USS North Dakota displaced 22 400 tons at full load, almost 4000 tons more than the preceding South Carolina class. The ship’s complement consisted of 933 officers and men. Main armament consisted of ten 12-inch (305 mm) guns on five twin turrets - two were located forwards of the superstructure in a superfiring pair while three were located aft, one of them facing forwards in a non-superfiring position. The ship’s secondary armament consisted of fourteen 5-inch (127 mm) guns in casemate mountings, two 3-pdr 47 mm guns, and four 1-pdr 37 mm anti-aircraft guns. The ship also carried two submerged 21 inch (533 mm) torpedo tubes. Powered by steam turbines delivering 25 000 shaft horsepower, North Dakota was capable of making 21 knots (39 km/h) - this later became the standard for all American battleships.
After her commissioning, USS North Dakota fulfilled a variety of training roles and also crossed the Atlantic on her first goodwill voyage to the United Kingdom and France. Following the breakout of war in Europe, North Dakota was assigned to the Atlantic fleet and participated in vigorous training exercises intended to keep sailors ready in the case of an American entry into the First World War. When war was finally declared in 1917, North Dakota remained in the United States, while her sister ship Delaware was sent overseas to fight. As a result, she never saw any active combat. After the end of WWI, North Dakota was used as a training ship for a short period of time before being converted to a radio-controlled target ship. She was eventually scrapped in 1931 after the introduction of the London Naval Treaty.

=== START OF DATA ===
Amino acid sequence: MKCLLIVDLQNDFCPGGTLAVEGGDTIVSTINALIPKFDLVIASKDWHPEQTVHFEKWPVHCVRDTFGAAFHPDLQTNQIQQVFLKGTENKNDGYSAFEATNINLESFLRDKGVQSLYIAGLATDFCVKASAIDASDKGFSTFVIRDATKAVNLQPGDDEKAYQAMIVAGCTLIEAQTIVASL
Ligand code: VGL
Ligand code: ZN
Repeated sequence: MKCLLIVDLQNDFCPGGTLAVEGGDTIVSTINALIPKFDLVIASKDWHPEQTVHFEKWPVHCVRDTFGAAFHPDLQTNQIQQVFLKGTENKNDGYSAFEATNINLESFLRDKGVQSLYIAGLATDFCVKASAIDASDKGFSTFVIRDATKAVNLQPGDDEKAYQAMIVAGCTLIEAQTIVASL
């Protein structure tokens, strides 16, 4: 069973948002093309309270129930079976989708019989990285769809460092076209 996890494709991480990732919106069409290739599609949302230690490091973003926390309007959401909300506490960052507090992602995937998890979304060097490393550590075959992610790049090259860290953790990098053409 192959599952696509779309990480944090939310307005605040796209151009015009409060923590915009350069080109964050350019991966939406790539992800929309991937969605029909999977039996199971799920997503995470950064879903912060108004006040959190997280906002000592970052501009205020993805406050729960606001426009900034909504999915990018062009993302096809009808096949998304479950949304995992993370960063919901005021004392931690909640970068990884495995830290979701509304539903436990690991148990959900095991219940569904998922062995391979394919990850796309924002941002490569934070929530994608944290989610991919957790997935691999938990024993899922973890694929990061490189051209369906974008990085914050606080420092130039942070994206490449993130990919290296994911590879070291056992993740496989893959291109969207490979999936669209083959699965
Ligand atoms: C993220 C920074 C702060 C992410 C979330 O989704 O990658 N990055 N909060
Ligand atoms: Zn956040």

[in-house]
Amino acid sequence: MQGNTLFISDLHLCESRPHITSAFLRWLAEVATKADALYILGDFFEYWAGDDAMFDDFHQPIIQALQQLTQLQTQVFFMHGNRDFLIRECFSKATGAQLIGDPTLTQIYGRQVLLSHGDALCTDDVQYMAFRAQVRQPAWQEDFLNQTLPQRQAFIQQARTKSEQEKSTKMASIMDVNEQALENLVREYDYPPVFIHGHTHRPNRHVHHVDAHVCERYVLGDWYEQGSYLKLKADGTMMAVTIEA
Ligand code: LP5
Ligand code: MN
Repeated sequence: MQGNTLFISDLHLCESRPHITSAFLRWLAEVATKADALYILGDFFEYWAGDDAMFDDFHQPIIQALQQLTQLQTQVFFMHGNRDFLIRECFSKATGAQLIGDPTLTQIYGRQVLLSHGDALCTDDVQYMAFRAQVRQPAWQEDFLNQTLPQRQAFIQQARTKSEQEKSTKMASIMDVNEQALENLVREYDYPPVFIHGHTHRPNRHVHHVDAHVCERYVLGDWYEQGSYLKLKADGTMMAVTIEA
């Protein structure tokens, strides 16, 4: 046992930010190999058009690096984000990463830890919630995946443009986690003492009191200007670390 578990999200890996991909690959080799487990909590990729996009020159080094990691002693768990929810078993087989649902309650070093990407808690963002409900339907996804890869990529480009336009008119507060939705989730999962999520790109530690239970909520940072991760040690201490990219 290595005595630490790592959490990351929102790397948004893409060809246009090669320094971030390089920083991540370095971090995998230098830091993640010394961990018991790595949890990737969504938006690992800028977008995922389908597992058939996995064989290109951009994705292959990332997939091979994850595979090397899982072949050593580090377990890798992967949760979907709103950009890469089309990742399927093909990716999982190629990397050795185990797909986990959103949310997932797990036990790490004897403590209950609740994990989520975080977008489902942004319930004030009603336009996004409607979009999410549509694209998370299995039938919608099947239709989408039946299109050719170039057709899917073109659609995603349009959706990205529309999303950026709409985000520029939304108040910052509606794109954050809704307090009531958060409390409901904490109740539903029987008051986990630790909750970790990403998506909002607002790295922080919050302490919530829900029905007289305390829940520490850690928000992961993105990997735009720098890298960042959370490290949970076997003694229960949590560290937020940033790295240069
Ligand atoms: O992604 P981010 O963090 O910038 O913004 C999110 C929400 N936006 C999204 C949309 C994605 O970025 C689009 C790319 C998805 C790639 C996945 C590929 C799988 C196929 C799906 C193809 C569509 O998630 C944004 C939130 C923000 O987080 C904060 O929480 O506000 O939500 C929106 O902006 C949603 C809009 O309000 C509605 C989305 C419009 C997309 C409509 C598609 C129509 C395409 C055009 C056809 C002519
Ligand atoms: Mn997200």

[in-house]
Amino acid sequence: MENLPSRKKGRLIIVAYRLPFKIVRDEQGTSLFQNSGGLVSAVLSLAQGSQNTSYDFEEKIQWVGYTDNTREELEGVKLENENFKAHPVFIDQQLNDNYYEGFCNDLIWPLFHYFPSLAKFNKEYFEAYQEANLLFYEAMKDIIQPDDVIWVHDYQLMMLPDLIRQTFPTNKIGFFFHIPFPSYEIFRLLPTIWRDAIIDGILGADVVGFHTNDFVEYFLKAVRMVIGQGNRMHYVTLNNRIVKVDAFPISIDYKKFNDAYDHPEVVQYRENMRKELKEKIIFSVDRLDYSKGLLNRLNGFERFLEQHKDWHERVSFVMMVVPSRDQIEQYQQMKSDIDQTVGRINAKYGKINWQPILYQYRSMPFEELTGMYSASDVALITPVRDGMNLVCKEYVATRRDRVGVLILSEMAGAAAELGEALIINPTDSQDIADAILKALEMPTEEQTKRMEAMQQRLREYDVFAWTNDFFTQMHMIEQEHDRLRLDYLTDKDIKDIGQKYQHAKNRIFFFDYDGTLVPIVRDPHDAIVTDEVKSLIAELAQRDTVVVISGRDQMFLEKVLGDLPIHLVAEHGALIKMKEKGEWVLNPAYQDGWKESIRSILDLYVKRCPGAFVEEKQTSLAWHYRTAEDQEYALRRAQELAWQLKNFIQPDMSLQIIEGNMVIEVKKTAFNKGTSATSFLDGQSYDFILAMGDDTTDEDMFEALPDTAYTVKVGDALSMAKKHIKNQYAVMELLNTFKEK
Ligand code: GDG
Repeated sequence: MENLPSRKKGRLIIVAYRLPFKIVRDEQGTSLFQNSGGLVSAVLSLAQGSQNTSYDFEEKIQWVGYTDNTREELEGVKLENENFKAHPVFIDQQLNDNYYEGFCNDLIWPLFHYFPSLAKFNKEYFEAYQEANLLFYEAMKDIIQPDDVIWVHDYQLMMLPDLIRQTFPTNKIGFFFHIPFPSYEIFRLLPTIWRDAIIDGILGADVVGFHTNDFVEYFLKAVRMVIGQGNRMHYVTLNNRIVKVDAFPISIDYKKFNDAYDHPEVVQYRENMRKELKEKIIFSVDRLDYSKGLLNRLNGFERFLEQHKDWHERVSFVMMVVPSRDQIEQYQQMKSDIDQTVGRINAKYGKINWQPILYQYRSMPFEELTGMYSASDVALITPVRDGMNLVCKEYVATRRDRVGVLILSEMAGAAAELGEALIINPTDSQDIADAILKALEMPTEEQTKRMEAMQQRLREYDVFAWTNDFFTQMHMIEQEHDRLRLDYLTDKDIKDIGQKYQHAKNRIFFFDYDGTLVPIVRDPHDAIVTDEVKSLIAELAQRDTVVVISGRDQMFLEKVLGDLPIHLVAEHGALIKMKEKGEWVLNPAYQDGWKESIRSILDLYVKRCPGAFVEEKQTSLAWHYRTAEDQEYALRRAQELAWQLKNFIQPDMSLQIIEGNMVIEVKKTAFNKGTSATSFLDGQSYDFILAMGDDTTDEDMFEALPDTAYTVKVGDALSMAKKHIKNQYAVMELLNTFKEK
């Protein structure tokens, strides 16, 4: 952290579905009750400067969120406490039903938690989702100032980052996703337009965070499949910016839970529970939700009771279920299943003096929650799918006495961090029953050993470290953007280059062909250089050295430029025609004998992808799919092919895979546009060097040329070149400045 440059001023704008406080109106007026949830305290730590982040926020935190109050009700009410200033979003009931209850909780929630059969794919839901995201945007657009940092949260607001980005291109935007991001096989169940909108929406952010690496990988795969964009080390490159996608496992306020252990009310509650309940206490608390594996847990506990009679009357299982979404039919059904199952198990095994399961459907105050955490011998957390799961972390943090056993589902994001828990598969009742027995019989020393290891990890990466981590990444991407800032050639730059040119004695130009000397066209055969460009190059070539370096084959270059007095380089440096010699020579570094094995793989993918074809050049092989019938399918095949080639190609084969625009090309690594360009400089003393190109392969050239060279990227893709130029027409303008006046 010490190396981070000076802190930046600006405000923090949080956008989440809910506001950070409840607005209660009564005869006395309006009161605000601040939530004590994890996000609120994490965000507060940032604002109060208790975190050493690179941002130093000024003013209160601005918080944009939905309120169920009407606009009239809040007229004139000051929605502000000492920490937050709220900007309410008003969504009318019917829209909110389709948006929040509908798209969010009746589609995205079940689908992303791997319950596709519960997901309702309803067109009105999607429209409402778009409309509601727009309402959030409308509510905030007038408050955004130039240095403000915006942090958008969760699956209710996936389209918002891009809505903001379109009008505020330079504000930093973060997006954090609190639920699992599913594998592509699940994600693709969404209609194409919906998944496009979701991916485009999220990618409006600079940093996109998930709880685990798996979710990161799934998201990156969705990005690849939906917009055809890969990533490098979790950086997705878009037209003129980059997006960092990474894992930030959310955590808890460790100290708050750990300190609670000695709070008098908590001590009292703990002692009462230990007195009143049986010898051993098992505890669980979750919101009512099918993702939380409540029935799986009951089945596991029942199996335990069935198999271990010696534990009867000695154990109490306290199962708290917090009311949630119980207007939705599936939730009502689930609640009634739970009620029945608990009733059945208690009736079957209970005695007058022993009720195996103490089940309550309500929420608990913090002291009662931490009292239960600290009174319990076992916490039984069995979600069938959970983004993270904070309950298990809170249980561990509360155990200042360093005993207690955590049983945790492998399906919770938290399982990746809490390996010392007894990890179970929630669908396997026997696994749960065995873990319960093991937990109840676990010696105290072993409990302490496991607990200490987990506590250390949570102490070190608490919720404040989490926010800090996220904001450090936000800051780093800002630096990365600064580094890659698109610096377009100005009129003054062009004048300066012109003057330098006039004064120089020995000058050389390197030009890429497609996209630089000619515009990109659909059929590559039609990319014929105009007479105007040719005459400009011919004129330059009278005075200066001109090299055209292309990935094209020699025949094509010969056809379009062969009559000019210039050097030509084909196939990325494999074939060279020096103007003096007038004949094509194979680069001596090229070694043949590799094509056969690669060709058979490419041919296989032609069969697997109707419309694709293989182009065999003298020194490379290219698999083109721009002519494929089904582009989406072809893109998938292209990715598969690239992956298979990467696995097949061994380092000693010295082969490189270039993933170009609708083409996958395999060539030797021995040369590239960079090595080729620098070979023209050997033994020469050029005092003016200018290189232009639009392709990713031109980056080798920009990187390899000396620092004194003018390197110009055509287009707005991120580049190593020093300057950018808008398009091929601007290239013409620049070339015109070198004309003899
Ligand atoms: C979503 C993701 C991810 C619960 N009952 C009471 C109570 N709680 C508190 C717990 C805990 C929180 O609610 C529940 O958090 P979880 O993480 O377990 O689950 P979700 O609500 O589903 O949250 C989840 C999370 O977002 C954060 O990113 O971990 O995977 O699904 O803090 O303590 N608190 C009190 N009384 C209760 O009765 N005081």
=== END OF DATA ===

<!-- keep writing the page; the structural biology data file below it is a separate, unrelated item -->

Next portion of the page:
When the British Dreadnought was built, the United States had been completing their own “all-big-guns” battleship, the South Carolina class. Despite the fact that the new ships were not generally inferior to the British competitor, they were criticized for their small hull size and weak auxiliary artillery.